Happy Thursday, Blue Valley!
☀️Today’s forecast: Mostly sunny. High: 57. Low: 37.
🚨 One thing to know
Overland Park residents can now have more native plants that have long been considered weeds in their gardens and yards.
On Monday, the Overland Park City Council voted 11-0 to update the city’s weed and vegetation enforcement. Councilmember Sam Passer was absent from the meeting.
Under the new rules, residents can plant flora like milkweed, which was previously on the city’s list of noxious weeds, and blue sage, which are encouraged in what Overland Park’s Sustainability Manager Lara Isch calls “planned sustainable landscapes.”
Native plants are species that are naturally adapted to an ecosystem. These plants don’t need fertilizer and require less general care than nonnative plants. Such plants once thrived in northeast Kansas but became less prevalent as suburbanized landscapes favored more uniform grass lawns.
Read more about what this change means here.
🗓 Public meetings Thursday
- Johnson County Board of County Commissioners at 9:30 a.m. [agenda]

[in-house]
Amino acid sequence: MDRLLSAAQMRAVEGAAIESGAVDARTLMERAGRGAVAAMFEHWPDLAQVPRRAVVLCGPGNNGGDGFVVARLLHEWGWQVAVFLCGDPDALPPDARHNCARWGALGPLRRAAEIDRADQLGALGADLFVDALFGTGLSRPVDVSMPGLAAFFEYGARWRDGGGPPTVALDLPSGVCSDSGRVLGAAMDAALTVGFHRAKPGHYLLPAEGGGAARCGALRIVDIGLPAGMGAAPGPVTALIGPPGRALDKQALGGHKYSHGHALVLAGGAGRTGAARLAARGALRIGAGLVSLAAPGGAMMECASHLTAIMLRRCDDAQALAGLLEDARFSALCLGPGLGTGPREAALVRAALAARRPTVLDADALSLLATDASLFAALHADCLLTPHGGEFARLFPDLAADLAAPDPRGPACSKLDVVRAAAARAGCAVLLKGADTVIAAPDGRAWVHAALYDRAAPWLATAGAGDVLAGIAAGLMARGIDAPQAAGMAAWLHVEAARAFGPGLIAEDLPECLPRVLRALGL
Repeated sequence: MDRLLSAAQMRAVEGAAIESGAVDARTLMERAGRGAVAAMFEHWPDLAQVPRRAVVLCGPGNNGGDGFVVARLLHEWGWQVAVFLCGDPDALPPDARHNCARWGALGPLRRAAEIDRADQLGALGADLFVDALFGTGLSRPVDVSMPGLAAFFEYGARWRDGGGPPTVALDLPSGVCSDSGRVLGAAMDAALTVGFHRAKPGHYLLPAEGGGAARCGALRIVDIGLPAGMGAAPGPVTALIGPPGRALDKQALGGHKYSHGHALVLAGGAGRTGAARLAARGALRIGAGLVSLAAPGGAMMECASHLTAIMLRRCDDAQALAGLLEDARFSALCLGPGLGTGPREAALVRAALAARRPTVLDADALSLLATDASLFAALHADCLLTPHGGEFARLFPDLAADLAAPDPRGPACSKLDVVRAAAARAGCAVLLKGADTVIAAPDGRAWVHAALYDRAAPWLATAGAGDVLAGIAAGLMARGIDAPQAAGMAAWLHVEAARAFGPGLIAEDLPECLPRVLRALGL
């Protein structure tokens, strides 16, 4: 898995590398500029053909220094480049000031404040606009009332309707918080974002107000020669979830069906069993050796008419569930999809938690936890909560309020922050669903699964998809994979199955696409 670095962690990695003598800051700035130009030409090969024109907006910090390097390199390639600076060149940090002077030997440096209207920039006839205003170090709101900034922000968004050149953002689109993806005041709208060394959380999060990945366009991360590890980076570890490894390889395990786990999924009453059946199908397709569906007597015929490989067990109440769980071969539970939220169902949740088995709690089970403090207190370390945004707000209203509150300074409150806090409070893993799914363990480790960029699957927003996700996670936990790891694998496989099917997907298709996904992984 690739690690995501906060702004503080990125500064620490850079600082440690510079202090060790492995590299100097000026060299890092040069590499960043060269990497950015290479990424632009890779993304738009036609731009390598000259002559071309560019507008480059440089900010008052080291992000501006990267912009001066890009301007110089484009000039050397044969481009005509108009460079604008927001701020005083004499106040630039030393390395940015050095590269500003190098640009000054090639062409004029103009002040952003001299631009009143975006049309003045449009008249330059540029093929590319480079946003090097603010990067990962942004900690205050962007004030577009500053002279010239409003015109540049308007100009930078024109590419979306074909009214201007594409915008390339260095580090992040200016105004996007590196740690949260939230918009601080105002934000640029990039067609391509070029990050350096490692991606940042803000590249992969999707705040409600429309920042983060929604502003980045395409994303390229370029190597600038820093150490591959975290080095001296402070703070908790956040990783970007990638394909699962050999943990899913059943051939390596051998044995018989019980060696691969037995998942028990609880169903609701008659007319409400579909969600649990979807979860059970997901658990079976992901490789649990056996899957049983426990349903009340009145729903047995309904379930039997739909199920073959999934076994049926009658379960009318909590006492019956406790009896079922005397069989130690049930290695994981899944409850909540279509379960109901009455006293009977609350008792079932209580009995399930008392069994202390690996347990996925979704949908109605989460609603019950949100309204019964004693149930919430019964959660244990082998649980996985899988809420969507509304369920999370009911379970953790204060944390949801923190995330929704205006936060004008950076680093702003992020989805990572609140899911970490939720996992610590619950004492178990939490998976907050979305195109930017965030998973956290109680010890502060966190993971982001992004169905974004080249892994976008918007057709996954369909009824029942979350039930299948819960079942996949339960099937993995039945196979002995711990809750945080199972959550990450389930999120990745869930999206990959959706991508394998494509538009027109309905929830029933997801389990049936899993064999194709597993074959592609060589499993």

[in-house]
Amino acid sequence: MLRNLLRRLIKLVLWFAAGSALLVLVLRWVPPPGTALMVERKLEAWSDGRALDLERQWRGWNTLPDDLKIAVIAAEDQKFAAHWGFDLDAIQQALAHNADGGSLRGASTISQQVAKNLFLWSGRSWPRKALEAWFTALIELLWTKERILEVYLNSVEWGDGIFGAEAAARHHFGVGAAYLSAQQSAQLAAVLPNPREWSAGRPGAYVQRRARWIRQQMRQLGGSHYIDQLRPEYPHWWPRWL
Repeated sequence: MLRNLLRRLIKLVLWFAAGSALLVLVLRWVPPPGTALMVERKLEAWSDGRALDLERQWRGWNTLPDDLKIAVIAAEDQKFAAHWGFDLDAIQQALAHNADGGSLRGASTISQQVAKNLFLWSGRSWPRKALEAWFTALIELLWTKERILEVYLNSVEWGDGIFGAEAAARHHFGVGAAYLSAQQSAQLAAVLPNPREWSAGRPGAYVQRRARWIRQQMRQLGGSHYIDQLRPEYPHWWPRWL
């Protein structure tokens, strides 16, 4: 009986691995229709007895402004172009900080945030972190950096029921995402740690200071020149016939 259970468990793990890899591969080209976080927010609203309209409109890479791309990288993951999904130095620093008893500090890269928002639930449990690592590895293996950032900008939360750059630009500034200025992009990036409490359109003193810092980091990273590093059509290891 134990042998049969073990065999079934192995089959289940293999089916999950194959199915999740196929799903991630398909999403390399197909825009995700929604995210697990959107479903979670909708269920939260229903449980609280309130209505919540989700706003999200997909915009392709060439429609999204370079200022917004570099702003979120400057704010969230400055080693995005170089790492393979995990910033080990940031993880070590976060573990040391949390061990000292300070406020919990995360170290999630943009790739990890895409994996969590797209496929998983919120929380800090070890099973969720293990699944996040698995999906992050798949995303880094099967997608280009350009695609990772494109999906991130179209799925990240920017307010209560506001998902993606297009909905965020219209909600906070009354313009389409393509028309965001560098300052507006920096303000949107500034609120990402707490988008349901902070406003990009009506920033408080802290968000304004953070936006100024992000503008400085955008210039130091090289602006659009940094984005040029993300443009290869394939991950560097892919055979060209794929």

- Roeland Park Public Works Committee Meeting at 12 p.m. [agenda]
- Johnson County Library Board Meeting at 4 p.m. [agenda]
- Overland Park Environmental Advisory Council at 6 p.m. [agenda]
- Westwood City Council at 7 p.m. [agenda]
🚀 Post’s top Wednesday stories
- ‘A+ Team’ sweeps to victory in Blue Valley school board seats
- 5 big takeaways from local 2023 elections in Johnson County
- Marc Elkins defeats Steve Hentzen to become Leawood’s next mayor
- JoCo Notes: Olathe North athlete charged with criminal threat
- Three Overland Park incumbents out as local elections shake up city council
📸 A thousand words
The leaves are turning at Overland Park’s Strang Park near 88th Street and Farley Street. Photo credit Kaylie McLaughlin.